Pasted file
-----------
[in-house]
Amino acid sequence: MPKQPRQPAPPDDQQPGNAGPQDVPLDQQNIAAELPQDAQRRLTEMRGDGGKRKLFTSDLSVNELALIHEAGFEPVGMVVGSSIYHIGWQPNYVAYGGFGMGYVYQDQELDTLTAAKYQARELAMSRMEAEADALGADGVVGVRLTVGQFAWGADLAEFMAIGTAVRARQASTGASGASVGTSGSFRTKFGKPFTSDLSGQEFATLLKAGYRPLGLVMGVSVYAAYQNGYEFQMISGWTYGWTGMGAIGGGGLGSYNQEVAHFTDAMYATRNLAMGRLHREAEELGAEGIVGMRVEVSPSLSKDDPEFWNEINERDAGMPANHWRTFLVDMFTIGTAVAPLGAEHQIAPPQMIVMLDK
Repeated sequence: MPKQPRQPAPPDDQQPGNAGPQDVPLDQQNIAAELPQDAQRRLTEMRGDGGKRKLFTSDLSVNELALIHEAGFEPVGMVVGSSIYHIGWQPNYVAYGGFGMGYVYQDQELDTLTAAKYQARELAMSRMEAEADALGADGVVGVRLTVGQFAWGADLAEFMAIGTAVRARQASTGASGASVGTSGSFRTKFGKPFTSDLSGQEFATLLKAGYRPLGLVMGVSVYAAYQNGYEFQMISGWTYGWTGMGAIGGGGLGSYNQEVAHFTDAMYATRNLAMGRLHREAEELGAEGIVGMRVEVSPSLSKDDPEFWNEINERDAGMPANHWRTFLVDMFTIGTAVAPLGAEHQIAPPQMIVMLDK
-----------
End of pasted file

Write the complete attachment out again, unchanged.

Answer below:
[in-house]
Amino acid sequence: MPKQPRQPAPPDDQQPGNAGPQDVPLDQQNIAAELPQDAQRRLTEMRGDGGKRKLFTSDLSVNELALIHEAGFEPVGMVVGSSIYHIGWQPNYVAYGGFGMGYVYQDQELDTLTAAKYQARELAMSRMEAEADALGADGVVGVRLTVGQFAWGADLAEFMAIGTAVRARQASTGASGASVGTSGSFRTKFGKPFTSDLSGQEFATLLKAGYRPLGLVMGVSVYAAYQNGYEFQMISGWTYGWTGMGAIGGGGLGSYNQEVAHFTDAMYATRNLAMGRLHREAEELGAEGIVGMRVEVSPSLSKDDPEFWNEINERDAGMPANHWRTFLVDMFTIGTAVAPLGAEHQIAPPQMIVMLDK
Repeated sequence: MPKQPRQPAPPDDQQPGNAGPQDVPLDQQNIAAELPQDAQRRLTEMRGDGGKRKLFTSDLSVNELALIHEAGFEPVGMVVGSSIYHIGWQPNYVAYGGFGMGYVYQDQELDTLTAAKYQARELAMSRMEAEADALGADGVVGVRLTVGQFAWGADLAEFMAIGTAVRARQASTGASGASVGTSGSFRTKFGKPFTSDLSGQEFATLLKAGYRPLGLVMGVSVYAAYQNGYEFQMISGWTYGWTGMGAIGGGGLGSYNQEVAHFTDAMYATRNLAMGRLHREAEELGAEGIVGMRVEVSPSLSKDDPEFWNEINERDAGMPANHWRTFLVDMFTIGTAVAPLGAEHQIAPPQMIVMLDK